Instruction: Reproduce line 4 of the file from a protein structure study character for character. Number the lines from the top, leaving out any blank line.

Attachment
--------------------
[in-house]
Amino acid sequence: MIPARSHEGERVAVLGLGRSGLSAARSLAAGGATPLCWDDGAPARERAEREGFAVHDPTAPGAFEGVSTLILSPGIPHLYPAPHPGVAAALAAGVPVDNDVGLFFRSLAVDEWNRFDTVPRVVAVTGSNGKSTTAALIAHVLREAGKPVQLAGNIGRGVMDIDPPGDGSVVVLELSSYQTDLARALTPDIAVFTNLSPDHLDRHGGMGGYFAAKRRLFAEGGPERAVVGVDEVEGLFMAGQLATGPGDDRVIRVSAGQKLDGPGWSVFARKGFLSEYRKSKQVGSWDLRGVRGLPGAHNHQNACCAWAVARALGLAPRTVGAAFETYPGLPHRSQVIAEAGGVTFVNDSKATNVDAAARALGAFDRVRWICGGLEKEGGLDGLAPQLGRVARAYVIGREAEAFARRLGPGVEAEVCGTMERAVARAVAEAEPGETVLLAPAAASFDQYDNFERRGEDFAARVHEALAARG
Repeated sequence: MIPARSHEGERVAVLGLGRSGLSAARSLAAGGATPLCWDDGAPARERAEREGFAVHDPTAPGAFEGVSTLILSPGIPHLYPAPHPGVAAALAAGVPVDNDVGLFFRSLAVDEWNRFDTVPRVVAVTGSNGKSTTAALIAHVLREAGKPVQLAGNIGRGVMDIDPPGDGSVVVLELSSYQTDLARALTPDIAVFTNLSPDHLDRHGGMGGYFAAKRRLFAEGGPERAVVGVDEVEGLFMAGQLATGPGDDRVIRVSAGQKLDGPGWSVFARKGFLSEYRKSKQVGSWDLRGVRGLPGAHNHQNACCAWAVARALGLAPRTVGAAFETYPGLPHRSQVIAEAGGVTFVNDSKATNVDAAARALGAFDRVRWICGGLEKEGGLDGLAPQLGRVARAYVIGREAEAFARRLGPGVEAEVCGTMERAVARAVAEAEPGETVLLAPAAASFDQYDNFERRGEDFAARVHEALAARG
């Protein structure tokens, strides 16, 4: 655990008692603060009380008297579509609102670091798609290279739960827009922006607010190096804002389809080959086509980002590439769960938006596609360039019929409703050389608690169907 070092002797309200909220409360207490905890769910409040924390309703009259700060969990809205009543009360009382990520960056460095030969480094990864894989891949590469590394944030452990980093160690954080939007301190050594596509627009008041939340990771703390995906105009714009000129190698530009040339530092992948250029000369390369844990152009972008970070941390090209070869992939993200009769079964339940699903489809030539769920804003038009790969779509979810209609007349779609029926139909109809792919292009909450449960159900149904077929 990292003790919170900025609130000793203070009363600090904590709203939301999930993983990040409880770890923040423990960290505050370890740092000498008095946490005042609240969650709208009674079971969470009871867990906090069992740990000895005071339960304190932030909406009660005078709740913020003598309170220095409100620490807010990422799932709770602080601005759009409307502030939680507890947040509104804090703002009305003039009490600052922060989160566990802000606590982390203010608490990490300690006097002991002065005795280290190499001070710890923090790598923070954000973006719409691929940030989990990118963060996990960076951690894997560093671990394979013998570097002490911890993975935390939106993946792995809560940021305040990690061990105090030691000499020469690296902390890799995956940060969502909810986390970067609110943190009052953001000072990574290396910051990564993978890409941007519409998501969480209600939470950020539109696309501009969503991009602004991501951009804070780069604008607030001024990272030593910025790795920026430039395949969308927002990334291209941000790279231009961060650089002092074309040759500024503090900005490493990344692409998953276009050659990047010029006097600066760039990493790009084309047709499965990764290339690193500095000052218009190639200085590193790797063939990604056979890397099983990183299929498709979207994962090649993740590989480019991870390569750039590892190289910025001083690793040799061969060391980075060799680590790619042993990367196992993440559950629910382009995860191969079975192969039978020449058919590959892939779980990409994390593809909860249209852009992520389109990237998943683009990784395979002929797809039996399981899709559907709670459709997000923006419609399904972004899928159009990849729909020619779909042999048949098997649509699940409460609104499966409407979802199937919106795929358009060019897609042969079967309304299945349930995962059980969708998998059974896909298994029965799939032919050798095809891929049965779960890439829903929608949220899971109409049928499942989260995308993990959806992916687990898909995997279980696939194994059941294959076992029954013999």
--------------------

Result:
């Protein structure tokens, strides 16, 4: 655990008692603060009380008297579509609102670091798609290279739960827009922006607010190096804002389809080959086509980002590439769960938006596609360039019929409703050389608690169907 070092002797309200909220409360207490905890769910409040924390309703009259700060969990809205009543009360009382990520960056460095030969480094990864894989891949590469590394944030452990980093160690954080939007301190050594596509627009008041939340990771703390995906105009714009000129190698530009040339530092992948250029000369390369844990152009972008970070941390090209070869992939993200009769079964339940699903489809030539769920804003038009790969779509979810209609007349779609029926139909109809792919292009909450449960159900149904077929 990292003790919170900025609130000793203070009363600090904590709203939301999930993983990040409880770890923040423990960290505050370890740092000498008095946490005042609240969650709208009674079971969470009871867990906090069992740990000895005071339960304190932030909406009660005078709740913020003598309170220095409100620490807010990422799932709770602080601005759009409307502030939680507890947040509104804090703002009305003039009490600052922060989160566990802000606590982390203010608490990490300690006097002991002065005795280290190499001070710890923090790598923070954000973006719409691929940030989990990118963060996990960076951690894997560093671990394979013998570097002490911890993975935390939106993946792995809560940021305040990690061990105090030691000499020469690296902390890799995956940060969502909810986390970067609110943190009052953001000072990574290396910051990564993978890409941007519409998501969480209600939470950020539109696309501009969503991009602004991501951009804070780069604008607030001024990272030593910025790795920026430039395949969308927002990334291209941000790279231009961060650089002092074309040759500024503090900005490493990344692409998953276009050659990047010029006097600066760039990493790009084309047709499965990764290339690193500095000052218009190639200085590193790797063939990604056979890397099983990183299929498709979207994962090649993740590989480019991870390569750039590892190289910025001083690793040799061969060391980075060799680590790619042993990367196992993440559950629910382009995860191969079975192969039978020449058919590959892939779980990409994390593809909860249209852009992520389109990237998943683009990784395979002929797809039996399981899709559907709670459709997000923006419609399904972004899928159009990849729909020619779909042999048949098997649509699940409460609104499966409407979802199937919106795929358009060019897609042969079967309304299945349930995962059980969708998998059974896909298994029965799939032919050798095809891929049965779960890439829903929608949220899971109409049928499942989260995308993990959806992916687990898909995997279980696939194994059941294959076992029954013999």